OCR for page 195
196 A Manual for Design of Hot Mix Asphalt with Commentary Design of OGFC Mixtures Identify Materials Step 1 Select Aggregates Stabilizer Materials Asphalt Cement Determine VCA of Select Trial coarse aggregate in dry- Gradations rodded condition Step 2 Low % passing Break Medium % passing Break High % passing Break Point Sieve Point Sieve Point Sieve Add Within asphalt cement Specifications and compact Step 3 Analyze data and select optimum gradation Fix gradation and vary asphalt cement content Step 4 Determine optimum asphalt cement content Conduct moisture susceptibility Step 5 No Meet all specifications ? Yes End Figure 11-1. Flow diagram illustrating PFC mix design methodology.
OCR for page 195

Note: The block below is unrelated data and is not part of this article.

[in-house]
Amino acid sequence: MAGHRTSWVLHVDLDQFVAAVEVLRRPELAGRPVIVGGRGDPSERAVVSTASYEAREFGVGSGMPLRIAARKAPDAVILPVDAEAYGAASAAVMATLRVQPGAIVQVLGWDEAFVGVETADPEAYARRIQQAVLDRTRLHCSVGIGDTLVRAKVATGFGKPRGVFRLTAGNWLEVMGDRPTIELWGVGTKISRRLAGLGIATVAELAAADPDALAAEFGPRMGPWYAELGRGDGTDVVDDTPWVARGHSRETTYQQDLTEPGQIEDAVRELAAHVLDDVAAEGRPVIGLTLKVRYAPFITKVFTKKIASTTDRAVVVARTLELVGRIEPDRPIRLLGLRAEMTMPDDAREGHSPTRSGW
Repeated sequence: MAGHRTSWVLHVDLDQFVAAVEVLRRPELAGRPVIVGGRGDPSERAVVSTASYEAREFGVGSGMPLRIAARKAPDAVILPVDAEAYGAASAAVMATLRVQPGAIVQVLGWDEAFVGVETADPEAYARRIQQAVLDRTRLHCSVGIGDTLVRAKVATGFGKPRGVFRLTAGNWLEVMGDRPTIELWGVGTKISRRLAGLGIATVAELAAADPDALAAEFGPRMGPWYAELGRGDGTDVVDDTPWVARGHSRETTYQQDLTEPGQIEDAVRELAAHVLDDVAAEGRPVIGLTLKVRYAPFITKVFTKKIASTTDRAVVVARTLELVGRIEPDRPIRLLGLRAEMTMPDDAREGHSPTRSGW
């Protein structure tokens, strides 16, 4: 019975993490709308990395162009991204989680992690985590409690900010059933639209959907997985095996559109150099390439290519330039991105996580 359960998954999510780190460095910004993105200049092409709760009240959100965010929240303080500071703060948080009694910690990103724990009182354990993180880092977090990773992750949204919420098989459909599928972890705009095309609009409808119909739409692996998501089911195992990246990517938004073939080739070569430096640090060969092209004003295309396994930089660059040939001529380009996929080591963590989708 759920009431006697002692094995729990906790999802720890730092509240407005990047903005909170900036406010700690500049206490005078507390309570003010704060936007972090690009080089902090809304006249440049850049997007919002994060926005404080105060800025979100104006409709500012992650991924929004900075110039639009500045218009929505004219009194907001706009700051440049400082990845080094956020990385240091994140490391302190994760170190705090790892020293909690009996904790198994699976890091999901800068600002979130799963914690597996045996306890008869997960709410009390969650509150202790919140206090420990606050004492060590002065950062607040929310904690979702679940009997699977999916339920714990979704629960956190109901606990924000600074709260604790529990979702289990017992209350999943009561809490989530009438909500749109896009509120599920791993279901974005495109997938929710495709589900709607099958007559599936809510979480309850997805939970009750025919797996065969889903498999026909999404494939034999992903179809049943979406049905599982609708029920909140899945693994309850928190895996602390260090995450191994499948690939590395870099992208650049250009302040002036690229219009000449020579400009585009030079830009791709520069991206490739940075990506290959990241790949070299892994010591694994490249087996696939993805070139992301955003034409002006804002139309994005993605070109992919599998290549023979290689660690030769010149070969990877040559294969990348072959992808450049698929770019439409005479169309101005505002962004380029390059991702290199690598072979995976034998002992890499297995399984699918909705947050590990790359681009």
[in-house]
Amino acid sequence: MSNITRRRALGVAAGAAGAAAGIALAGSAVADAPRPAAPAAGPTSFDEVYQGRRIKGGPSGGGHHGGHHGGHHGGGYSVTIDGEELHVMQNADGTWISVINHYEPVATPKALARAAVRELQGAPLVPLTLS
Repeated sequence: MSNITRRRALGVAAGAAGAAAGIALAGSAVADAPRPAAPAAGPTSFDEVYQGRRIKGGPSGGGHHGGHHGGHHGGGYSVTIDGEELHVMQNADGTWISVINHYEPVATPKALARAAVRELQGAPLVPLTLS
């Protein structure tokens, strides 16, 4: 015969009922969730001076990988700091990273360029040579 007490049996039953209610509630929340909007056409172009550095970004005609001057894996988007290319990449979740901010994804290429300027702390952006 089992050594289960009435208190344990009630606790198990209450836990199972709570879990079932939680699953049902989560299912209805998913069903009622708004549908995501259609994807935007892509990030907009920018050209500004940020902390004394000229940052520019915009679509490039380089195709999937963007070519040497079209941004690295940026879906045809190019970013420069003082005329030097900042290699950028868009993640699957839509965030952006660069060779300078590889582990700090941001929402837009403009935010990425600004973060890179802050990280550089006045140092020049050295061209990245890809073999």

Design of Open-Graded Mixtures 197 skeleton and, therefore, the shape and angularity should be such that the aggregates will not slide past each other. Angular, cubical, and textured aggregate particles will lock together providing a stable layer of PFC. Because of the open-graded aggregate structure, the aggregate surface area of PFCs is very low. Like GGHMA and SMA, PFC mixes are required to have a relatively high asphalt binder content. Therefore, the aggregates are coated with a thick film of asphalt binder and the properties of the asphalt binder are important to the performance of PFC. The asphalt binder must be very stiff at high temperatures to resist the abrading action of traffic; however, they should also perform at intermediate and low temperatures. Modified binders are not necessarily required; however, experience indicates better and longer service when modified binders are used. Because of the high asphalt binder content and low aggregate surface area, PFC mixes have a high potential for draindown problems. In order to combat the draindown problems, stabilizing additives are used. The most common stabilizing additive is fiber. Asphalt binder modifiers that stiffen the asphalt binder can also be a considered a stabilizing additive. However, fibers are more effective at reducing draindown potential. The following sections provide requirements for the various materials used in PFC mixes. These requirements are provided for guidance to agencies not having experience with these types of mix- tures. Some agencies have successfully used other test methods and criteria for specifying materials. Coarse Aggregate The success of a PFC pavement depends heavily on the existence of particle-on-particle contact. Therefore, in addition to particle shape, angularity, and texture, the toughness and durability of the coarse aggregates must be such that they will not degrade during production, construction, and service. Table 11-1 presents coarse aggregate requirements for PFC mixtures. Fine Aggregate The role of fine aggregates in a PFC is to assist the coarse aggregate particles in maintaining stability. However, the fine aggregates must also resist the effects of weathering. Therefore, the primary requirements for fine aggregates within a PFC are to ensure a durable and angular material. Requirements for fine aggregates for use in PFCs are provided in Table 11-2. Asphalt Binder Asphalt binders should meet the performance grade requirements of AASHTO M 320-04. Chapter 8 discussed binder selection for dense-graded HMA mixtures in detail; much of this Table 11-1. Coarse aggregate quality requirements for PFC. Spec. Spec. Test Method Minimum Maximum a Los Angeles Abrasion, % Loss AASHTO T 96 - Flat or Elongated, % ASTM D 4791 2 to 1 - 50 Soundness (5 Cycles), % AASHTO T 104 Sodium Sulfate - 15 Magnesium Sulfate - 20 Uncompacted Voids AASHTO T 326 45 - Method A a Aggregates with L.A. Abrasion loss values up to 50 have been successfully used to produce OGFC mixtures. However, when the L.A. Abrasion exceeds approximately 30, excessive breakdown may occur in the laboratory compaction process or during in-place compaction.